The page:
It's becoming pretty clear that the ability to analyze data is becoming one of the most important technology-based capabilities an enterprise can have. There's a lot of hype around about big data, and it's actually well-founded hype — if that's not a contradiction (perhaps I should call it well-founded fanfare). In any event, our world is changing as organizations gain the ability to process formerly unheard-of amounts of data with formerly unheard-of speed. New, improved information processing capabilities are significantly changing science, where scientists in labs look for patterns in data rather than dream up hypothoses and run tests to prove them right or wrong. And, in similar ways, it's changing how businesses make decisions. I've been looking for evidence that enterprises are moving on improving their information management capabilities since we started doing our "State of EA" surveys in 2009, and the 2012 data finally shows that developing or expanding information architecture is finally EA's #1 priority (well, OK, it's tied for first place with developing or expanding business architecture).
Information Architecture Is Finally A #1 EA Priority
Other things are changing, too. The whole idea of pursuing a "single source of truth" as a primary aim of information management is becoming just one of several ways of getting value out of data. In all this change, one area I haven't seen a lot of information on is the organizational change that enterprises are pursuing to ensure they're as focused as possible on delivering information management capabilities. We're seeing some new organizational roles get attention — Data Scientists and Chief Data Officers being the most common we see popping up — but what's happening in general with the currently scattered information management specialists? Are they consolidating into a single unit? Are we just going to see big data centers of excellence grafted on to current organizations? Is there a widespread change in who-does-what with respect to data that enterprises should be aware of?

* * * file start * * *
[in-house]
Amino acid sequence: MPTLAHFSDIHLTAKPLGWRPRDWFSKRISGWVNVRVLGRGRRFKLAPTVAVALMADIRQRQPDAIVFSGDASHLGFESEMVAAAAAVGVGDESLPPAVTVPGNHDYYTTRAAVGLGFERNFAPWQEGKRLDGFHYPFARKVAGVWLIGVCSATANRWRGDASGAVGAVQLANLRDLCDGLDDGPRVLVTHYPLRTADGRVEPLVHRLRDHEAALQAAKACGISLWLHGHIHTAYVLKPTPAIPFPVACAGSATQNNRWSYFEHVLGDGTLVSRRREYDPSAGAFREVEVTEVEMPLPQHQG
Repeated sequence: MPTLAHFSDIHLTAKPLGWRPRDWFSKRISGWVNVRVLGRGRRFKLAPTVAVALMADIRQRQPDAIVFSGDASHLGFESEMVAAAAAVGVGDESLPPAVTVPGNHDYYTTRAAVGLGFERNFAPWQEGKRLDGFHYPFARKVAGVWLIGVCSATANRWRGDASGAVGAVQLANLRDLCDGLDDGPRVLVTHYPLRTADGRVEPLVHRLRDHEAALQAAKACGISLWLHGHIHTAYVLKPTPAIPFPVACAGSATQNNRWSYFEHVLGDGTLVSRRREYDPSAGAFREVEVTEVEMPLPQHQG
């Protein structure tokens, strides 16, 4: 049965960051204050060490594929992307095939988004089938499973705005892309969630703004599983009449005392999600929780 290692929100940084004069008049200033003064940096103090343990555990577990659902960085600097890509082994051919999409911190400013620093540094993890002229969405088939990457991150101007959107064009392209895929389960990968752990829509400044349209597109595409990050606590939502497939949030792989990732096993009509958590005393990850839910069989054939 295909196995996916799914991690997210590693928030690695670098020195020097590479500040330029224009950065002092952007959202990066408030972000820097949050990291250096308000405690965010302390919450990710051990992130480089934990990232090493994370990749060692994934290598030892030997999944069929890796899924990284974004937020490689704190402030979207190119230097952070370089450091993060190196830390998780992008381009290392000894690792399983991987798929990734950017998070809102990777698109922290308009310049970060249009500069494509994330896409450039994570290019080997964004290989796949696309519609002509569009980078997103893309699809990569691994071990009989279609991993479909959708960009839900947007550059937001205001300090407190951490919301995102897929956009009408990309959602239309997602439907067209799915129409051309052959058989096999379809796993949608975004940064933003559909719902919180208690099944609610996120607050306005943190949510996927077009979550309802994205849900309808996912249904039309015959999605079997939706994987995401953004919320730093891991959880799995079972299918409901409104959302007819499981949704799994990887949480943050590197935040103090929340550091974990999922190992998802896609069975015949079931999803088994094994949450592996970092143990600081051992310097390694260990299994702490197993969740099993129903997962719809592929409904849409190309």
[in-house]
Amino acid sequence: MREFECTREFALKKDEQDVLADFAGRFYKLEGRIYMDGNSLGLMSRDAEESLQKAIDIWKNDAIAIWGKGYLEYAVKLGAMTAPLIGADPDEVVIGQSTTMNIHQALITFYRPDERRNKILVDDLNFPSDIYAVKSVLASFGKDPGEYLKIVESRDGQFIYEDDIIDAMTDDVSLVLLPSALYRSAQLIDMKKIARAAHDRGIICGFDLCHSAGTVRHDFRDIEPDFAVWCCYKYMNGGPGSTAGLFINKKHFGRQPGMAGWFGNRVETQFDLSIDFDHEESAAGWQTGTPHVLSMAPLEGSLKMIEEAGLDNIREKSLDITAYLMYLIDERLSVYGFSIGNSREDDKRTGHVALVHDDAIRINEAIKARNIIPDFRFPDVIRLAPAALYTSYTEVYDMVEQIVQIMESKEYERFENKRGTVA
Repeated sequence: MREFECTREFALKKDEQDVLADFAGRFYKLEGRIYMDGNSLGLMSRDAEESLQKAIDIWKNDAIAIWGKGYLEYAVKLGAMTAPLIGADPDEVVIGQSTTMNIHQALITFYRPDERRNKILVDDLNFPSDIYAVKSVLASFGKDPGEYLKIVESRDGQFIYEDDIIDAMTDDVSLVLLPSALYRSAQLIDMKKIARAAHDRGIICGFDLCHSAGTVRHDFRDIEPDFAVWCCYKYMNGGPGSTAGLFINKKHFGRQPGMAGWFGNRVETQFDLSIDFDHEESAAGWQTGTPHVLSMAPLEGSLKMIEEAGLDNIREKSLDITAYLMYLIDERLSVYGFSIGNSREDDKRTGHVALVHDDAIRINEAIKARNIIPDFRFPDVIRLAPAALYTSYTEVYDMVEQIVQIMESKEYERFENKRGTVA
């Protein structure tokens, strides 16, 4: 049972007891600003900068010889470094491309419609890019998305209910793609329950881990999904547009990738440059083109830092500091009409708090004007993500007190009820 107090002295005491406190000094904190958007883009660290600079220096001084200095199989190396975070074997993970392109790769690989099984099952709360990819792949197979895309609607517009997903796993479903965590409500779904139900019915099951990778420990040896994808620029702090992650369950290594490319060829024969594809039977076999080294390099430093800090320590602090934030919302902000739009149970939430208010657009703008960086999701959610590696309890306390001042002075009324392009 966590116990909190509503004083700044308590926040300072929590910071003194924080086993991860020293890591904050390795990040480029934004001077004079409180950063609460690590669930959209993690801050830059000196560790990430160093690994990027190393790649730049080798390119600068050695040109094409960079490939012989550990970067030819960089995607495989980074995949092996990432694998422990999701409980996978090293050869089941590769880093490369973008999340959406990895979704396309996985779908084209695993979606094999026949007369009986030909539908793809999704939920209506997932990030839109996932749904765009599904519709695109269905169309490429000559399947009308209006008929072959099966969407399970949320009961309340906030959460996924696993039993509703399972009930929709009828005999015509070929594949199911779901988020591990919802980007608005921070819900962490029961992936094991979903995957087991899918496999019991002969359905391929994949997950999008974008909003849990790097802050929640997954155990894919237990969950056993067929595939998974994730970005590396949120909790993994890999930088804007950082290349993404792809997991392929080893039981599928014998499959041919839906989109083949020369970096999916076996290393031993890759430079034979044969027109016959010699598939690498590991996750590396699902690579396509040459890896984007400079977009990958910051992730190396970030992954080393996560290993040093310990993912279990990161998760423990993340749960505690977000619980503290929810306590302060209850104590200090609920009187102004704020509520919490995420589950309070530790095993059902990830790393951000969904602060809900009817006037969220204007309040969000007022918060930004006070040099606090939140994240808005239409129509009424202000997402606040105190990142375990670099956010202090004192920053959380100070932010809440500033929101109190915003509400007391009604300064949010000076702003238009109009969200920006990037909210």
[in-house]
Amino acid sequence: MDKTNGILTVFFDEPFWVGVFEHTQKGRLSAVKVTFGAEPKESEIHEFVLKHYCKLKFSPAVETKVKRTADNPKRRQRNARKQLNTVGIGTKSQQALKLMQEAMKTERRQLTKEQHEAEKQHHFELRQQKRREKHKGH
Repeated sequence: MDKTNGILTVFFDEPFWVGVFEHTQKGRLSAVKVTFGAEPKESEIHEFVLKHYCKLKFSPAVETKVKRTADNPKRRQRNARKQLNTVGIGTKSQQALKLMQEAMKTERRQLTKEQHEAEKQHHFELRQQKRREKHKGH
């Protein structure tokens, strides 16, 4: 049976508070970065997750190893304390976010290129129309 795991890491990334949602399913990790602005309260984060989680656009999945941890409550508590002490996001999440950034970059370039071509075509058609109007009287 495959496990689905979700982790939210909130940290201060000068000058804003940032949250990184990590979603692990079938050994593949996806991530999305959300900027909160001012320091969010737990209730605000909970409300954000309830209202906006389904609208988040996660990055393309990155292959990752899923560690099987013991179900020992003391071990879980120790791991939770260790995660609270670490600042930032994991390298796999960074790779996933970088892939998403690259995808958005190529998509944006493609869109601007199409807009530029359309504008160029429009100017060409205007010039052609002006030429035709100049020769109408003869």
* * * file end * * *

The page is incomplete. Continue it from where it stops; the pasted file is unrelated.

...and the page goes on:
Forrester's Information Strategy And Architecture Survey aims to find all this out. It will establish the current state of how organizations approach information strategies, information management, and information architecture, as well as whether enterprises are planning any changes to their approach. The information from the survey will show up in a report for Forrester clients around the end of this quarter, but non-clients can get the data if they contribute to the survey.
If you're knowledgeable about how your organization approaches information management and information strategy, take our survey and you'll get complimentary survey data and a free webinar discussing the data. We'd love to hear from you!